What to Look For in a Guitar Teacher and How to Select the Best One for You
by: Tomas Michaud
I have been responsible for hiring all the instructors at my music school Starland Music Center for 30 years. I’ll share with you what I’ve learned over the years what I consider to be the best ways to separate the “wheat from the chaff.”
Teaching with a plan
The best teachers always prepare and have a plan: it’s said in teaching that for every hour of teaching you need to prepare twice as much. You should be able to tell whether you’re dealing with a professional just with your first meeting – they will determine where you are, where you are trying to go and then propose a method for getting you there. Even in the first lesson they might give you exercises to evaluate where you are.
The best teachers are not afraid to tell you their methods.
You can always tell the worst teachers, because they are the ones who “wing it.” If you can tell that your prospective teacher hasn’t prepared for the lesson and looks like they are making up stuff on the spot – they probably are. Get away as fast as you can. With these types of teachers you won’t achieve any progress, because there’s no system to their teaching. If you don’t realize this right from the beginning, you end up six months later feeling like you haven’t progressed at all and you become very confused. You may even blame your lack of progress on some ridiculous notion that “you don’t have any talent.”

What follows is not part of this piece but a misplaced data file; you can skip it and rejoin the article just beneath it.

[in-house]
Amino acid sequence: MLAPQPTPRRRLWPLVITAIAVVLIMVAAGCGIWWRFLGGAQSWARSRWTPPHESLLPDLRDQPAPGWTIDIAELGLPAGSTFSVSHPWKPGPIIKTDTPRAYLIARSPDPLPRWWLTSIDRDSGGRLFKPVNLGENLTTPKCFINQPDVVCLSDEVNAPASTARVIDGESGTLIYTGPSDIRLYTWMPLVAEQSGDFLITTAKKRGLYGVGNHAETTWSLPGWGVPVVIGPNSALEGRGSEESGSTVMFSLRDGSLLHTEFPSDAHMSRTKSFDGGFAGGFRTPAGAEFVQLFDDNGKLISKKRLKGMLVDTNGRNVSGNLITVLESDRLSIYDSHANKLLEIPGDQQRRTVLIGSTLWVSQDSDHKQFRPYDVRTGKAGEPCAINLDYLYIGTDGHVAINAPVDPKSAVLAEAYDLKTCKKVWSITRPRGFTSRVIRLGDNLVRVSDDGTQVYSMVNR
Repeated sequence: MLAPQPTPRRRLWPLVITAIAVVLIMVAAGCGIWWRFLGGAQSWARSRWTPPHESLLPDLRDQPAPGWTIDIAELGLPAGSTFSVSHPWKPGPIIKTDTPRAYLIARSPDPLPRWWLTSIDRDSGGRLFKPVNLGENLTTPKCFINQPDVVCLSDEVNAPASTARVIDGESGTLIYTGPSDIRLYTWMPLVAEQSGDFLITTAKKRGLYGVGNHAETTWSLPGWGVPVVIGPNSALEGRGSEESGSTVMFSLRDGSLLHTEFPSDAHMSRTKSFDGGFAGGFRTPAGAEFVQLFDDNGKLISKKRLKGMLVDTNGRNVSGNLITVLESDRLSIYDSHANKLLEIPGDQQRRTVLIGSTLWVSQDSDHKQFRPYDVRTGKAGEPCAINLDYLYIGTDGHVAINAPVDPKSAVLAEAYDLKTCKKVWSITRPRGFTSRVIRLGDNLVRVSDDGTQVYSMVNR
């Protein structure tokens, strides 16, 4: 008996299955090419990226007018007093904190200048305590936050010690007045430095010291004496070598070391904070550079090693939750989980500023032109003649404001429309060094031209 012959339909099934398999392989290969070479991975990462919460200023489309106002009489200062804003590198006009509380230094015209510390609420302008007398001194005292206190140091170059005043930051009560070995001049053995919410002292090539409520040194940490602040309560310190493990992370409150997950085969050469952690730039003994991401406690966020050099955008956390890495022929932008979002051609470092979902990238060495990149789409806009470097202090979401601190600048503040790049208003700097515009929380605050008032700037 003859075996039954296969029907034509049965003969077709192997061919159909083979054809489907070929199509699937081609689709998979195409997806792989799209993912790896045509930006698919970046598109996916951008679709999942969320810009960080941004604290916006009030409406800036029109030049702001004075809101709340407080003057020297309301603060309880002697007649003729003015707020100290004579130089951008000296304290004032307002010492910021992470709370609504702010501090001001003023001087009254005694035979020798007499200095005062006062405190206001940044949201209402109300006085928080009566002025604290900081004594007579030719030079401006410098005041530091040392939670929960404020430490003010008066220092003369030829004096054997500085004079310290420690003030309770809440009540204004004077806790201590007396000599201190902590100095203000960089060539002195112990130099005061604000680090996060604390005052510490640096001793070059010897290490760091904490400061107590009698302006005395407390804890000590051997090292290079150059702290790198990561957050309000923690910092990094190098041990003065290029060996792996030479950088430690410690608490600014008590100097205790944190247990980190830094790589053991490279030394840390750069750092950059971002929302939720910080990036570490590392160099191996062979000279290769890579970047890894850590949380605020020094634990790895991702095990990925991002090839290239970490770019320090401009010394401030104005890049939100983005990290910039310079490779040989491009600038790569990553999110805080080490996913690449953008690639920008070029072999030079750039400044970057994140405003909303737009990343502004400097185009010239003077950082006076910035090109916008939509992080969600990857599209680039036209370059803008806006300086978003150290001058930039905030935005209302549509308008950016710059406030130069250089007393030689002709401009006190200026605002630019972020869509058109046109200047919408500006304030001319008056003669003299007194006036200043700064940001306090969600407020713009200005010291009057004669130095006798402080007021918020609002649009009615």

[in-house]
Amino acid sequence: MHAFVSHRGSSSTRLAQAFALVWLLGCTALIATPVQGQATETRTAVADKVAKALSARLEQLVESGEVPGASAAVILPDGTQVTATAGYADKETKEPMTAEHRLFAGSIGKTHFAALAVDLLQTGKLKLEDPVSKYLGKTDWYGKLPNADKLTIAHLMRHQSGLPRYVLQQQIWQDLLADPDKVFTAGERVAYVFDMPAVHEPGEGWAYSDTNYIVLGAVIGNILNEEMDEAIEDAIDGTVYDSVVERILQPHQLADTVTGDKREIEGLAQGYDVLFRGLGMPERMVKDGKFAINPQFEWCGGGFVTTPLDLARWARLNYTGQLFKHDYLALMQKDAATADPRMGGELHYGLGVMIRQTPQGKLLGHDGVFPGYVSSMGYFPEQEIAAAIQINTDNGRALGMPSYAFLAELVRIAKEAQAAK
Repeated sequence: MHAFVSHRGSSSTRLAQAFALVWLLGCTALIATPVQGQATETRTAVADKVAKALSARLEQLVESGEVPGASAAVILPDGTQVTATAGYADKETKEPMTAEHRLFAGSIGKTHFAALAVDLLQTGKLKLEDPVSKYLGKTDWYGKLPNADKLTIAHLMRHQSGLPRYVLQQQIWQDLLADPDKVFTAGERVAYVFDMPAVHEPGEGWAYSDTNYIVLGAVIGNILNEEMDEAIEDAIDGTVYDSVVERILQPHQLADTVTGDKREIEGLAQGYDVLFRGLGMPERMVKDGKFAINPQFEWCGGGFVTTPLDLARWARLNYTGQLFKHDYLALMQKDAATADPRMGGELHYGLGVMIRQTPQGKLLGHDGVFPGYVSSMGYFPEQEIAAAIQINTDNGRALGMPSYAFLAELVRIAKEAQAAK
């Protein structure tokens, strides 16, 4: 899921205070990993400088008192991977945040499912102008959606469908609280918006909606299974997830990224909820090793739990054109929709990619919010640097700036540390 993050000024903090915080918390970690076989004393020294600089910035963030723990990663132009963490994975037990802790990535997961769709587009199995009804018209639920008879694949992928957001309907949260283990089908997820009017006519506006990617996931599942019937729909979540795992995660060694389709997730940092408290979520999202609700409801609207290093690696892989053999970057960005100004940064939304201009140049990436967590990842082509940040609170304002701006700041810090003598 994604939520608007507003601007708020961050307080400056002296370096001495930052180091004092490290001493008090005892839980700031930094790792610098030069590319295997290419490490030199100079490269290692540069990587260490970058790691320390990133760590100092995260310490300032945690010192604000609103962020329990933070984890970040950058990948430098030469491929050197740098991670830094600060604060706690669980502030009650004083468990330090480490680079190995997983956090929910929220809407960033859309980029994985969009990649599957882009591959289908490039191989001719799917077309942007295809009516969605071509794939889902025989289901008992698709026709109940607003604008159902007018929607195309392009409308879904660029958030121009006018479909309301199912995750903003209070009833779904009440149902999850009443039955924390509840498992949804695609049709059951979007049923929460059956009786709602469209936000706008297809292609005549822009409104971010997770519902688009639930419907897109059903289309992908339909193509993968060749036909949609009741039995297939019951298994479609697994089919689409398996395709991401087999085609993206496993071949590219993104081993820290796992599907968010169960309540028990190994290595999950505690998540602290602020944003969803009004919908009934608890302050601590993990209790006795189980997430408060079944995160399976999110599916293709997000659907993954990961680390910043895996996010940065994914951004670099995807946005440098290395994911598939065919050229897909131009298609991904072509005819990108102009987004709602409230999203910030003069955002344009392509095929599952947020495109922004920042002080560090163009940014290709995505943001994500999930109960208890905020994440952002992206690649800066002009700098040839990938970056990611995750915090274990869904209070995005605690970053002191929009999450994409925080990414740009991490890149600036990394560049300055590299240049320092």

The best teachers stick to their plans and while they may reward you now and then by teaching you a song you really like, more likely they will find out anyway your tastes and incorporate those into later lessons when you get to that level.
How to find a good teacher also depends on how far you are willing to travel for your lessons. The more consistent you are in not missing your lessons the faster you will progress – and it’s much easier to be consistent if you don’t have to travel too far to see your teacher. 30 minutes travel time is a good average, but only you know what you can honestly tolerate.
Abilities vs. teaching skills
The two are not mutual (but neither are they mutually exclusive). Just because a guitarist is an amazing performer, does not mean that they could be a great teacher. In fact, it’s more likely that the best teachers are the ones who are unable to perform so much because they are teaching so much. When you are a beginner, it’s best to go with a teacher who is excellent at teaching you all the basics, you don’t need to…